Disney Building Streaming Platform Tech with Help from MLB Tech Company Spinoff

It has been mentioned how many times by now, how Disney is taking some very aggressive steps towards developing and launching its own exclusive digital streaming services in the coming years. This program dovetails neatly into the still-ongoing discussion between the House of Mouse and 21st Century Fox to acquire the latter’s entertainment media assets.

Such a coup would of course provide a font of content for the streaming platforms when they do come online: a sports-branded service centered on ESPN called ESPN Plus, and the yet-unnamed Walt Disney streaming media provider. Speaking of which, you’d be surprised by which Disney subsidiary is working on their streaming tech.

Having one of its own subsidiaries to build up their streaming service platform is a no-brainer for Disney. But here’s the kicker: would you believe that – technically speaking – the groundwork for developing the streaming tech is being done by Major League Baseball?

Or rather, the subsidiary in question, BAMTech, was originally the streaming division of MLB’s tech arm that got spun out as an independent company in 2015 They were snapped up by Disney the following year, with the media empire getting a 75% controlling stake with BAMTech as of last August.

That’s not much of a surprise for those in the know. BAMTech has grown and expanded so much that it had branched out from powering MLB.TV and the league’s mobile app, but also streaming support for the PGA Tour, NHL, even HBO Now and the WWE. They have even partnered with Discovery Communications to launch a European branch of BAMTech to handle streaming for the Olympics starting with the 2018 Winter Games. Part of the Fox assets being floated for acquisition by Disney includes shares in European TV service Sky. Everything seems to fit with a larger Disney media strategy.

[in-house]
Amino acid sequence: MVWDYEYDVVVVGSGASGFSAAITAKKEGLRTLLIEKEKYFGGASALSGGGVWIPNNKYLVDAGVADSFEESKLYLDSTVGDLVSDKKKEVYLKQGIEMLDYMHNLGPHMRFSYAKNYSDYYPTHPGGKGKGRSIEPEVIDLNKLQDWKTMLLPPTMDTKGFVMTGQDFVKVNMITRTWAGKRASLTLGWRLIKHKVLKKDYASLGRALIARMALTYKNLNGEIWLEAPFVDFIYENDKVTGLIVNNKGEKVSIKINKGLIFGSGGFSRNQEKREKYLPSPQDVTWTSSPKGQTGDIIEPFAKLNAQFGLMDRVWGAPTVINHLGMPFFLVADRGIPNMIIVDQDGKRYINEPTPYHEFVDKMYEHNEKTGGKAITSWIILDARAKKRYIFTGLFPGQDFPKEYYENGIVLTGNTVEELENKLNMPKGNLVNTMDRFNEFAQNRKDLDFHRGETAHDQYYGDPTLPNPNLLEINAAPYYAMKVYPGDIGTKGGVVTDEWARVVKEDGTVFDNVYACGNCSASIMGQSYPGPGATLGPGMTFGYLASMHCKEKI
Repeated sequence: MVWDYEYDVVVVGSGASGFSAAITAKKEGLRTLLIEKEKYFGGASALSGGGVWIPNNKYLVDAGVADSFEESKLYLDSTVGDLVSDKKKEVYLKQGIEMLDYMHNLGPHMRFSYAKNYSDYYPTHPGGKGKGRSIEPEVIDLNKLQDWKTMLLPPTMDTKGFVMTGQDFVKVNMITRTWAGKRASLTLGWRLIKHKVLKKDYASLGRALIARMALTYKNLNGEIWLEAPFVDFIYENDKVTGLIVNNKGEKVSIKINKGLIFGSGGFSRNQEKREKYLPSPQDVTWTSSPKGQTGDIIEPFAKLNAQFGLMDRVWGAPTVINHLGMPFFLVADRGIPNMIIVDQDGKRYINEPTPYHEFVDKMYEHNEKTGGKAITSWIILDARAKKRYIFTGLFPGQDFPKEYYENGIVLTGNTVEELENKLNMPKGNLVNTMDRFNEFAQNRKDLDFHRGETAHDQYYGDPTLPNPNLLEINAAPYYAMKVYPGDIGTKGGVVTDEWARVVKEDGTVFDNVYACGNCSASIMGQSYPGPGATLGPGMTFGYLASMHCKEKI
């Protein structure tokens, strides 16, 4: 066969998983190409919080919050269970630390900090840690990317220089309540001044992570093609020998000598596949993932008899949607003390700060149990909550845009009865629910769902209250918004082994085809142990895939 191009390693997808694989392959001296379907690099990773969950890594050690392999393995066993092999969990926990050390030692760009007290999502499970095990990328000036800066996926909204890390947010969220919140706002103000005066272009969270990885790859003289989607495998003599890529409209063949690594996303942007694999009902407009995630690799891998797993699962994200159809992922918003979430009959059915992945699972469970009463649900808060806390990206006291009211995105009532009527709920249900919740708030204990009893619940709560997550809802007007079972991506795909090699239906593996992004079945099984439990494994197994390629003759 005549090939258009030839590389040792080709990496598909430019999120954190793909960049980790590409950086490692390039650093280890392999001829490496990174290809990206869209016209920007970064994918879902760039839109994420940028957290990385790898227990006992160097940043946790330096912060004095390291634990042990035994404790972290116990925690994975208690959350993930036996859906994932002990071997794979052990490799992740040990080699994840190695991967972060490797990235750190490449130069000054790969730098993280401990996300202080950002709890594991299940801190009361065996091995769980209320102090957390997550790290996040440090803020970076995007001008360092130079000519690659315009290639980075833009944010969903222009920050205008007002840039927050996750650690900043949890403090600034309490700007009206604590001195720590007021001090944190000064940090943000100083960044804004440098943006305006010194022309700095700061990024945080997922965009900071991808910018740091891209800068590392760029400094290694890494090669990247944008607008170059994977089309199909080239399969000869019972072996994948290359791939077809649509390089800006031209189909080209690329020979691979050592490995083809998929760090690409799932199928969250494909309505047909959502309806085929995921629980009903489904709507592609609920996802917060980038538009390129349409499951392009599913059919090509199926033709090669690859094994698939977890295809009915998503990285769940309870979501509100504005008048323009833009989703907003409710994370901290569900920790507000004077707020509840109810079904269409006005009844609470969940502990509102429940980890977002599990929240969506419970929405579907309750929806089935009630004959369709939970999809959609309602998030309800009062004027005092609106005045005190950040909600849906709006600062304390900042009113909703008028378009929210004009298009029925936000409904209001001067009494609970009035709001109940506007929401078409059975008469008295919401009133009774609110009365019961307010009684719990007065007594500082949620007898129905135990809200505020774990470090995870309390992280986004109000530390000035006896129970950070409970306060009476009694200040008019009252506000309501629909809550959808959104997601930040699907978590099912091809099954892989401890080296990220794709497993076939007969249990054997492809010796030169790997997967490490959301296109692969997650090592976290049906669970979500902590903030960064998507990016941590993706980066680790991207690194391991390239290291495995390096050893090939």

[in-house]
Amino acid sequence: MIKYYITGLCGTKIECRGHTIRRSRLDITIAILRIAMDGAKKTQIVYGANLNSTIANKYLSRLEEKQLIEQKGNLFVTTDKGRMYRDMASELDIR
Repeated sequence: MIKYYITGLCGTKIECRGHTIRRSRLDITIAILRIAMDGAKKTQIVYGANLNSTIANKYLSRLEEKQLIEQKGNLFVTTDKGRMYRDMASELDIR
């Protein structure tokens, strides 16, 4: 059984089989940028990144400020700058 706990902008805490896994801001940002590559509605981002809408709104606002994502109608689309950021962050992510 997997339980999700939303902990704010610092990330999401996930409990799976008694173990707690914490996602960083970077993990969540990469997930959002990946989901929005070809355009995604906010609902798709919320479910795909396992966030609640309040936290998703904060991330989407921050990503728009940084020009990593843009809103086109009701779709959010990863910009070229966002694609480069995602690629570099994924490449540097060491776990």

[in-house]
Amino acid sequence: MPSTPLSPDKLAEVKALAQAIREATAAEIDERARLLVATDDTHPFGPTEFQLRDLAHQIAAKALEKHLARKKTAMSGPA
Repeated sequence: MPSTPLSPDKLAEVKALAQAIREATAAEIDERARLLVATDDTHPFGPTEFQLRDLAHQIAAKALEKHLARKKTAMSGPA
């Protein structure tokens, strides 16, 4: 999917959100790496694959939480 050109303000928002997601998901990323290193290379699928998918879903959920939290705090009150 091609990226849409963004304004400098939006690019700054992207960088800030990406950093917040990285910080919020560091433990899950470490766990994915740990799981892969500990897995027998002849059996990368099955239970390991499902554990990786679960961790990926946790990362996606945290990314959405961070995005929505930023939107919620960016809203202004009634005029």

Disney’s ESPN Plus streaming platform is expected to go online next year, with the Disney service starting in 2019. With all the heavy-hitting components being gathered together by The House of Mouse, they could ideally stand to compete against established streaming brands like Hulu, Amazon Video (which has exclusive streaming rights for the Lord of the Rings and Hobbit films), and Netflix which co-produces miniseries with Marvel Studios. The launch of the Disney streaming service could herald a change in the on-demand media landscape. Again, it’s all “wait and see” for now.

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